How to make your retirement savings last

Woman stretching $100 bill

Once you retire, the order in which you draw down your savings is important.

You want to maximize your income by using your least-taxed savings first.

Begin by tapping any tax-free savings you have in a Roth IRA. Since you paid taxes on the contributions, you don't owe the government a dime on any withdrawals once you reach age 59 1/2.

Then move on to taxable accounts not held in other types of retirement plans. Profits from stocks, bonds or mutual funds you've owned for more than a year are taxed at 15%.

After that, draw down tax-deferred retirement accounts, such as traditional Individual Retirement Accounts and 401(k) plans. You'll owe taxes on withdrawals at your current income tax rate.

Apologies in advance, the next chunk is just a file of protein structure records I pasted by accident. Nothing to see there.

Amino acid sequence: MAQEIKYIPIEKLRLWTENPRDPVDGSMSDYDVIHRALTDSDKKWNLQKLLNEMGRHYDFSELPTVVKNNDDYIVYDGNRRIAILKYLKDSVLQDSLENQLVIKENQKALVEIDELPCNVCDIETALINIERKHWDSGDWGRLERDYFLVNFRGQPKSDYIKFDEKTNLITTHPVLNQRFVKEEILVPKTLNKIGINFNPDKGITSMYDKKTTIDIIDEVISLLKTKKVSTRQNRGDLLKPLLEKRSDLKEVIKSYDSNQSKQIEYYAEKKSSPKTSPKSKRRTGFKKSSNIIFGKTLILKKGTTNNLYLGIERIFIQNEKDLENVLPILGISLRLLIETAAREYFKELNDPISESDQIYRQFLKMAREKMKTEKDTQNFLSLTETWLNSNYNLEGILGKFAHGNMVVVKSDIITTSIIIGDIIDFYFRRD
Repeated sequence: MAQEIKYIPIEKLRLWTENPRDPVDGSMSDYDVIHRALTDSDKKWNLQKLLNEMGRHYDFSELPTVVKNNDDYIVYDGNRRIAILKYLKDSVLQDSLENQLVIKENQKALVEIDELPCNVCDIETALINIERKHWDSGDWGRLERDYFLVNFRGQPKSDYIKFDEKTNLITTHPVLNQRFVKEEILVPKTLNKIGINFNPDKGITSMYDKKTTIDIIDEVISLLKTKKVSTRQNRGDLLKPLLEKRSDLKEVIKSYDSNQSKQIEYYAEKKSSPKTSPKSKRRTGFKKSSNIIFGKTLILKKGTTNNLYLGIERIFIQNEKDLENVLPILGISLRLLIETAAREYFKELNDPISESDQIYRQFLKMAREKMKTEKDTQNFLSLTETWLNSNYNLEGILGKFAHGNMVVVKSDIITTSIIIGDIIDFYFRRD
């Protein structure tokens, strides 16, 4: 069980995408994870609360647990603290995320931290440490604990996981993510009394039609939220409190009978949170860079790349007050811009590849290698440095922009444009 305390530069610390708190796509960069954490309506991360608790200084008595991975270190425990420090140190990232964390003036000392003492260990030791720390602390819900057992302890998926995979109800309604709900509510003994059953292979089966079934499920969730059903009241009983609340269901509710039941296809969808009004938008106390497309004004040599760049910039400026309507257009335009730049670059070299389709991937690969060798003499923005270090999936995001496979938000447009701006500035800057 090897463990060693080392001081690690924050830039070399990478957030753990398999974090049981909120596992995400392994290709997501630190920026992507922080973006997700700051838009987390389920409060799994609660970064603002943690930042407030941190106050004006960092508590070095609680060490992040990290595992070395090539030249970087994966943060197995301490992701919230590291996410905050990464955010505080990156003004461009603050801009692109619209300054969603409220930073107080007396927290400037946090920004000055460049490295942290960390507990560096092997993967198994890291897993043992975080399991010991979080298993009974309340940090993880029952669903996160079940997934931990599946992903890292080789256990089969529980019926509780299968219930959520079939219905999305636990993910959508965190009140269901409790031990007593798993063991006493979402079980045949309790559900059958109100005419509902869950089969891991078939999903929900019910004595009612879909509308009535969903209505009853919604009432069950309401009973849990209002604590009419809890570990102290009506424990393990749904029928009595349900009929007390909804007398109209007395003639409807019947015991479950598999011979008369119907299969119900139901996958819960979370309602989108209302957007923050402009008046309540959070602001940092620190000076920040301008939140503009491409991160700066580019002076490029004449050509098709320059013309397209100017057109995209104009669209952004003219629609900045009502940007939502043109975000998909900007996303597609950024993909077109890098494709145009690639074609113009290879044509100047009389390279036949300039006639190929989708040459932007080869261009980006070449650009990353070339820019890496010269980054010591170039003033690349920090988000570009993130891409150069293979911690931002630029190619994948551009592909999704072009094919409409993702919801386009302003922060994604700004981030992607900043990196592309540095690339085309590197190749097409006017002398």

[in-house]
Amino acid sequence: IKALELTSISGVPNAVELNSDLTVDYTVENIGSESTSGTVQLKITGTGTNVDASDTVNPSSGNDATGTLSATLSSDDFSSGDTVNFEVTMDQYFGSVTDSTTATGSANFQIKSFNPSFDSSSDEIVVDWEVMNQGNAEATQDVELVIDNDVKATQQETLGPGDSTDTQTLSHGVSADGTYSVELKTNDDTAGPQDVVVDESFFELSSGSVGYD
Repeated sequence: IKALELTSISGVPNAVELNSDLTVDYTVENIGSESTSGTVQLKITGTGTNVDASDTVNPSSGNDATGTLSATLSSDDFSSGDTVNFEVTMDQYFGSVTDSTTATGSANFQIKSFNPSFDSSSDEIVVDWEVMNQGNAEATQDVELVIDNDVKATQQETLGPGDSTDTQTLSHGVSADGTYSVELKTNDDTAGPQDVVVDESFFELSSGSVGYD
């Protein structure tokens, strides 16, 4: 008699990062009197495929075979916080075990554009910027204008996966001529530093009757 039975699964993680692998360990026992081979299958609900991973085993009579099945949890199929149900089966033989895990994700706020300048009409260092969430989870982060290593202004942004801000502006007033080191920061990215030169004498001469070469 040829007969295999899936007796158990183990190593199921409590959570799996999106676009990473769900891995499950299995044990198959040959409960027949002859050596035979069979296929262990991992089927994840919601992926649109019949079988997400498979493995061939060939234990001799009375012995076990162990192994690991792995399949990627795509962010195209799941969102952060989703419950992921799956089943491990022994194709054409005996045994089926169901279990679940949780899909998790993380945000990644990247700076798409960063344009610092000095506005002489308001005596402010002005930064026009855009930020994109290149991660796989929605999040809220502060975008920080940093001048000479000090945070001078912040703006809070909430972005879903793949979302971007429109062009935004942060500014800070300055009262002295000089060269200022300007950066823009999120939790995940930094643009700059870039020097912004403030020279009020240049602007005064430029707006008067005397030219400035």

For the 2011 tax year, that's 15% for couples with taxable income between $17,001 and $69,000, and 25% for those with taxable income between $69,001 and $139,350.

One exception to the rule: When you reach 70 1/2 years old you must begin making minimum withdrawals from traditional IRAs and 401(k) plans or pay onerous penalties. So you've got to do that even if you haven't exhausted other, less taxable assets.

Our 12 new rules of retirement savings can help you make all the right decisions about building your nest egg.

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